Camera Obscura (2017)

According to the official synopsis, the film is about a veteran war photographer with Post Traumatic Stress Disorder who sees imminent deaths in his developed photos, questioning his already fragile sanity and putting the lives of those he loves in danger. Jack is a war photographer with his own dark burden and which he is also trying to deal with his Psychiatrist. His fiancee Claire buys an antique camera in an auction and gifts him as an anniversary gift. 

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Delusion (2016)

The official synopsis of Delusion is what something can be easily related to David Fincher's Gone Girl. Frank Parrillo received a letter from his wife who died three years ago. With help from his nephew, Frank decides he’s ready to start over.

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Besetment (2017)

Here arrives another movie from distributors Uncork'd Entertainment who just gave us American Exorcism a couple of weeks back. Besetment is a horror/thriller written and directed by Brad Douglas as his debut feature. The film's official synopsis speaks of a story about Amanda Millard, desperate for a job, takes a maid position at the Oregon Hotel in the creepy, backcountry town of Mitchell, Oregon.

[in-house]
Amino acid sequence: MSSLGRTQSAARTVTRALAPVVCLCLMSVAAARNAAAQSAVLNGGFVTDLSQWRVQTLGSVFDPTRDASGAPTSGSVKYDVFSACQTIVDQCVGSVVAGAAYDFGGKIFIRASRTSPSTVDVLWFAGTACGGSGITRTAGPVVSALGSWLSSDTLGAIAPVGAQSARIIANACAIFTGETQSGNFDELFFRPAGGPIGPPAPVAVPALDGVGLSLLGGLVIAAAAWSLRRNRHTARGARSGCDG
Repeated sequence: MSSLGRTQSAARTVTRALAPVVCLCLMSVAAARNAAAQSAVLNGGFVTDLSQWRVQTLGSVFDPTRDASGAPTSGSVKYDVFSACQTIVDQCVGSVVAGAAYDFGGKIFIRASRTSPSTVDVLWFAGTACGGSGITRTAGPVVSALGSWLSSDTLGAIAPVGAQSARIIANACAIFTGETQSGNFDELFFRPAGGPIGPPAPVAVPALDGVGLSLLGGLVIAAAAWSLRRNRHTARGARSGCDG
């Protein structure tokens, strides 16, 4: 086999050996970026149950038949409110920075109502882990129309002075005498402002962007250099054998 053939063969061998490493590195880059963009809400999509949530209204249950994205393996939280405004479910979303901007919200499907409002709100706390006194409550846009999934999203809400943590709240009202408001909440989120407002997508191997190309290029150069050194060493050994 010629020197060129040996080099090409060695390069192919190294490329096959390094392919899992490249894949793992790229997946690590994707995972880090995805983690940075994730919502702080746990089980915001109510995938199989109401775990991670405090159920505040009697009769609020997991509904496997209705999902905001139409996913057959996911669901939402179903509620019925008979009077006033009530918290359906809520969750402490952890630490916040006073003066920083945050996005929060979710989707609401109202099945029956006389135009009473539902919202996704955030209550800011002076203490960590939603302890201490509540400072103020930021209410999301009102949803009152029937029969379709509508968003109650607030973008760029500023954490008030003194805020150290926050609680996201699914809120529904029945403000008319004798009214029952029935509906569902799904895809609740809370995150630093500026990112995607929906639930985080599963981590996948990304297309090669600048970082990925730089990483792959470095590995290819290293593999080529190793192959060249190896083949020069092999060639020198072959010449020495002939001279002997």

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Demon (2015)

Peter receives a piece of land as a gift for his upcoming wedding. While preparing the property to build a home for his new family, he finds human remains on the ground. He decides to keep the discovery to himself so that all of the wedding arrangements can go on as planned.

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The Narrow Caves (2017)

All that was old is new again. That’s perhaps the greatest innocuous lesson that the modern age has taught us. For all the advancements we’ve made in iPads, iPhones, u-verses and whatever other piece of technology you can stick a vowel in front of, pop culture is currently in the throes of a retro-binge that has more people scrambling for a piece of 8-bit technology than the latest whatever-terabyte console Sony and Microsoft are churning out this week.

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Serial Mom (1994)

In a way, the career of John Waters reflects the evolution of exploitation cinema itself. Starting out in the 1960s with black-and-white microbudget shorts that didn’t so much have narratives as they were a series of shocking, hallucinogenic set pieces, he moved on in the early 1970s to more coherent feature films that were still more shock than substance. In the latter part of the decade and early 80s, he reached a comfortable midpoint, releasing pictures that still retained a certain grindhouse quality while focusing more on conventional storytelling.

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